Fig.1: Phylogenetic trees showing (A) monophyletic, (B) paraphyletic and (C) polyphyletic groups outlined in red. (D) Simplified version of phylogenetic relationships supported by O’Grady and DeSalle24 to illustrate the polyphyly of the genus Drosophila. The type of the genus, D. funebris is indicated, as is the genetic model system D. melanogaster.
Fig.1: Phylogenetic trees showing (A) monophyletic, (B) paraphyletic and (C) polyphyletic groups outlined in red. (D) Simplified version of phylogenetic relationships supported by O’Grady and DeSalle24 to illustrate the polyphyly of the genus Drosophila. The type of the genus, D. funebris is indicated, as is the genetic model system D. melanogaster.

Phylogenetics and Taxonomy of Drosophila

The debate between those who prefer to divide large genera into smaller units and others who propose to lump multiple genera into a single taxon is probably the oldest in taxonomy. The genus Drosophila provides an interesting modern example. This genus is polyphyletic and thus one will need to either divide it into smaller, monophyletic units or propose a single large clade that encompasses all currently described Drosophila species (Fig. 2A–C). Figure 2A shows a scenario where the genus Drosophila has been modified to include a number of other genera in order to create a large monophyletic group containing over 2,000 species. Under such a scheme, several genera (e.g., Scaptomyza, Hirtodrosophila, Zaprionus) are included as subgenera of Drosophila and their generic names must change. This action would create homonyms, species names that are identical yet refer to different species. For example, D. heedi and Scaptomyza heedi are two separate taxonomic entities.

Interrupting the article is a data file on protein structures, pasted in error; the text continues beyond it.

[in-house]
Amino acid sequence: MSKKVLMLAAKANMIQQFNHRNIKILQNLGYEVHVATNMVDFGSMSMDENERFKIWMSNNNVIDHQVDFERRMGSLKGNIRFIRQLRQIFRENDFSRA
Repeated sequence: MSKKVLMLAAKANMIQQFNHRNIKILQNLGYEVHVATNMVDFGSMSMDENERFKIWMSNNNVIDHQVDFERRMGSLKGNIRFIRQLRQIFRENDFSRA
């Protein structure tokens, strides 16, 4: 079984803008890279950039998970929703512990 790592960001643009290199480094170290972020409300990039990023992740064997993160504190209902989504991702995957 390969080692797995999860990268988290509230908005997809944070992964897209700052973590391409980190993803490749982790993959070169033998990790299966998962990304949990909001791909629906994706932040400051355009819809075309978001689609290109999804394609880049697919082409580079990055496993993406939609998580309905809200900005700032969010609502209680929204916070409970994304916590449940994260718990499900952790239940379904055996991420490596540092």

However, if these two genera are at one point considered synonyms, one of those species names must change to avoid confusion about which morphological species the name D. heedi is referring to. Creating a larger genus Drosophila would generate over 100 homonyms.

Figure 2B illustrates two scenarios where the genus Drosophila is split into smaller monophyletic groups. While these would require some change in generic names, there would be no issue with homonyms. However, the first scenario would require a change in some generic names. This is due to the rules of nomenclature and how types are designated. When new species are described, a single specimen is designated as the holotype, the specimen to which all others are compared when determining species identity.